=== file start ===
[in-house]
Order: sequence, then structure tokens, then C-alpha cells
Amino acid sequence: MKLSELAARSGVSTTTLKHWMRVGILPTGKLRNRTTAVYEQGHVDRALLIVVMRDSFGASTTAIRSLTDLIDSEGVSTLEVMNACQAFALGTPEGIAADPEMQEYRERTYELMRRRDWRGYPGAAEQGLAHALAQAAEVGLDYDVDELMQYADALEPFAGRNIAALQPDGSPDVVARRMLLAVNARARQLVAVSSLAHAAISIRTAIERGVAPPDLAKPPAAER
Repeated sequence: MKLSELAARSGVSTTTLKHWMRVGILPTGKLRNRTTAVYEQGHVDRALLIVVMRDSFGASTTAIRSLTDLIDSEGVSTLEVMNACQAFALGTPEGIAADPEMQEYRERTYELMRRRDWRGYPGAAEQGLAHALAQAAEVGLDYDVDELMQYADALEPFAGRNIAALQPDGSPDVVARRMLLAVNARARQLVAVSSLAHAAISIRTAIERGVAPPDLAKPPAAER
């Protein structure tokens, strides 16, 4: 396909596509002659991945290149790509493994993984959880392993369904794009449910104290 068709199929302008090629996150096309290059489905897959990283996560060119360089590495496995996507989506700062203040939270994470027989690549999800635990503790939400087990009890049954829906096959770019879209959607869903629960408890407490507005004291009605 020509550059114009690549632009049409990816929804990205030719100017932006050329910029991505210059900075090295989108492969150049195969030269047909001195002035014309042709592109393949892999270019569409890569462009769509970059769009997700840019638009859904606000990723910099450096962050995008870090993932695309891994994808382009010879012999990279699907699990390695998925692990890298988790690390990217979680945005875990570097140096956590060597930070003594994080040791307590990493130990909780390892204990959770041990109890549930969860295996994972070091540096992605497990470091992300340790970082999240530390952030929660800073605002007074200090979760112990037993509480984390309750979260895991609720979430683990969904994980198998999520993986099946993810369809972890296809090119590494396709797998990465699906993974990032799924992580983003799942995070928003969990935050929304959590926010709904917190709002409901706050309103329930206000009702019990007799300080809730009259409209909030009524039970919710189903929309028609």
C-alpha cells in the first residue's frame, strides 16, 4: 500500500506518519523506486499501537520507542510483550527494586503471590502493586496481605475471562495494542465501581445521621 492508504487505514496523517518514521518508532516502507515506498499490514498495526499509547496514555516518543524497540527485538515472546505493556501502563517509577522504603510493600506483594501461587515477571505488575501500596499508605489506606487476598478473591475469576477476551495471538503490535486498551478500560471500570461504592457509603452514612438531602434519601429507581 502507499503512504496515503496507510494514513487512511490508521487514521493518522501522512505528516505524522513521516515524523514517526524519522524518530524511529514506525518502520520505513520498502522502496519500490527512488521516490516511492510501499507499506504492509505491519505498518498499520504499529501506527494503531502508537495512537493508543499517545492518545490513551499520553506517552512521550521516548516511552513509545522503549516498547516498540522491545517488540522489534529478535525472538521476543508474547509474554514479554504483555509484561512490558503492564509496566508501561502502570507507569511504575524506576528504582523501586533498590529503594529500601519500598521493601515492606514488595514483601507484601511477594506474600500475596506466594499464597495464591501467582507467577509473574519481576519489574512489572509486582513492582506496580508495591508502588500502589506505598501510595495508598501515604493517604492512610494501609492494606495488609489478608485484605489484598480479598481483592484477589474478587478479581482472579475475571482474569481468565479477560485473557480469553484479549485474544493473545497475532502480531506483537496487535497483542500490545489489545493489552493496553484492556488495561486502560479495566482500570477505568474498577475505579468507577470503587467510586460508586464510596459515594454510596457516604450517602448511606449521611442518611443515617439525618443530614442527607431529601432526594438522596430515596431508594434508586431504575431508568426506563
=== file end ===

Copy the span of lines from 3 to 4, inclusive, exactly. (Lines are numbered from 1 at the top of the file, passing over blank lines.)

Amino acid sequence: MKLSELAARSGVSTTTLKHWMRVGILPTGKLRNRTTAVYEQGHVDRALLIVVMRDSFGASTTAIRSLTDLIDSEGVSTLEVMNACQAFALGTPEGIAADPEMQEYRERTYELMRRRDWRGYPGAAEQGLAHALAQAAEVGLDYDVDELMQYADALEPFAGRNIAALQPDGSPDVVARRMLLAVNARARQLVAVSSLAHAAISIRTAIERGVAPPDLAKPPAAER
Repeated sequence: MKLSELAARSGVSTTTLKHWMRVGILPTGKLRNRTTAVYEQGHVDRALLIVVMRDSFGASTTAIRSLTDLIDSEGVSTLEVMNACQAFALGTPEGIAADPEMQEYRERTYELMRRRDWRGYPGAAEQGLAHALAQAAEVGLDYDVDELMQYADALEPFAGRNIAALQPDGSPDVVARRMLLAVNARARQLVAVSSLAHAAISIRTAIERGVAPPDLAKPPAAER